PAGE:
Heritage sites closed

1 year - 19 March 2020 | History

ELLANIE SMIT All heritage sites in Namibia are closed until further notice.This follows a directive by the education, arts and culture...

WBCG grows regional economies

1 year - 20 November 2019 | History

CATHERINE SASMANSince the establishment of the Walvis Bay Corridor Group (WBCG) 19 years ago, trade volumes from neighbouring countries have grown from zero to more...

Latest News

Vehicles sales unresponsive to low...

14 hours ago | Economics

PHILLEPUS UUSIKUDespite interest rates being low to make borrowing attractive, new vehicle sales remained weak for the month of May.Last week, the Bank of Namibia...

Nightmare ride with father’s dead...

14 hours ago | Health

Henriette Lamprecht WINDHOEKA woman whose father died of Covid-19 at home in Okahandja was...

More succumb to acute oxygen...

14 hours ago | Health

JEMIMA BEUKES WINDHOEKNamibia’s Covid-19 battle is now characterised by critically ill patients gasping for air as they line up in desperate need...

Only six vaccinated dead from...

14 hours ago | Health

Jo-Maré Duddy WINDHOEKOnly six people who were vaccinated against Covid-19 have died since the third wave hit Namibia in May.All of them...

ILO, EU supporting Namibia’s fisheries...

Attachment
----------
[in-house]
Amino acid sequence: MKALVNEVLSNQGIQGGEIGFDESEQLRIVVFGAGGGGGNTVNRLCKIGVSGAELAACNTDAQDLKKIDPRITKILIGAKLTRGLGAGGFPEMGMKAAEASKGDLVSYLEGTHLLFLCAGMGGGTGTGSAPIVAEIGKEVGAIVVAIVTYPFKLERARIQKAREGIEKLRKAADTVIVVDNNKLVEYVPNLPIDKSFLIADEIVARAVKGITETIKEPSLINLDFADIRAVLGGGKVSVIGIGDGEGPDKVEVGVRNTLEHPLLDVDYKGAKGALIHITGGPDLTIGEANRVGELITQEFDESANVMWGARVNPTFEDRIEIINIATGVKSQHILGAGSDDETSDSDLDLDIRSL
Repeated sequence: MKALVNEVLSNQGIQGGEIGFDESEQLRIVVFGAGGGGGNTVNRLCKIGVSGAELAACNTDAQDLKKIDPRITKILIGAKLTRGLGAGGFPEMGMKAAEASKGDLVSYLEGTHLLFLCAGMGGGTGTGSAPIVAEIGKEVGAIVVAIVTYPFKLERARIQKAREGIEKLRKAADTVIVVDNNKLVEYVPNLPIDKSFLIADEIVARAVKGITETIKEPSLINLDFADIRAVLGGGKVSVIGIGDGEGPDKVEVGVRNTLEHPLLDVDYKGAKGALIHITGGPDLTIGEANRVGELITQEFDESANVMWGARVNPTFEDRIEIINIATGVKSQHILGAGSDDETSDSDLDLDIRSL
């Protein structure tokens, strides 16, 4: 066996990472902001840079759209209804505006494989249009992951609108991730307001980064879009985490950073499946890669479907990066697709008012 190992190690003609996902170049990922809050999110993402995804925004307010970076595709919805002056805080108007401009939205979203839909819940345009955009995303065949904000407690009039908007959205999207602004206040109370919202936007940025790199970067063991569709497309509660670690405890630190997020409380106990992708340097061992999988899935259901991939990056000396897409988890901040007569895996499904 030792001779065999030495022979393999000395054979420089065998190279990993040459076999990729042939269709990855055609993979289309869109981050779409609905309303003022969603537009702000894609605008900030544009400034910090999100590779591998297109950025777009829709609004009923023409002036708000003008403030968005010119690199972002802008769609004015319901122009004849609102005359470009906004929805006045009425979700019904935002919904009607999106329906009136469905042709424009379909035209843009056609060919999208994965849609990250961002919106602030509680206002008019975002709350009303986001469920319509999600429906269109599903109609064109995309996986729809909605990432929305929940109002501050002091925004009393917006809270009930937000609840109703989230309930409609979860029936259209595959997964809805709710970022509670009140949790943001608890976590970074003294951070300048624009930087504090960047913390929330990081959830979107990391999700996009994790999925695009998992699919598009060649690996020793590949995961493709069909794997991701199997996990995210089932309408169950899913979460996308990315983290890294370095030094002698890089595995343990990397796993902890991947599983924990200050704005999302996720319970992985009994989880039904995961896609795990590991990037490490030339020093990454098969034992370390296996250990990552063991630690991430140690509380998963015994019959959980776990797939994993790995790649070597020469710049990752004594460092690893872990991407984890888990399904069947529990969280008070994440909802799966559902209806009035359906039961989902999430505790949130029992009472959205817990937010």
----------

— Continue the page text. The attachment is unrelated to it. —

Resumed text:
14 hours ago | Economics

The International Labour Organization (ILO), with support from the European Union (EU), has launched the Sustainable Supply Chains to Build Back Better (SSCBBB) project which...

2.6% wage increase for construction...

14 hours ago | Labour

Kenya Kambowe RUNDUDespite the Covid-19 pandemic’s negative impact on the economy, construction industry...

EDITORIAL

14 hours ago | Opinion

We are not okay. Most of us are struggling. Uncertainty, fear, anxiety and depression have become deeply interwoven into our collective psyche as Namibians amid...

Namdock and MANWU signed an...

14 hours ago | Economics

On 3 June 2021, established ship repair and wholly Namibian-owned company Namdock (Namibia Drydock and Ship Repair), signed a Recognition and Procedural Agreement with trade...

Nigeria urged to make forex...

14 hours ago | Economics

CHIJIOKE OHUOCHA AND ESTELLE SHIRBONThe World Bank urged Nigeria to provide a clearer and more predictable foreign exchange management system, suggesting that its response to...

Load More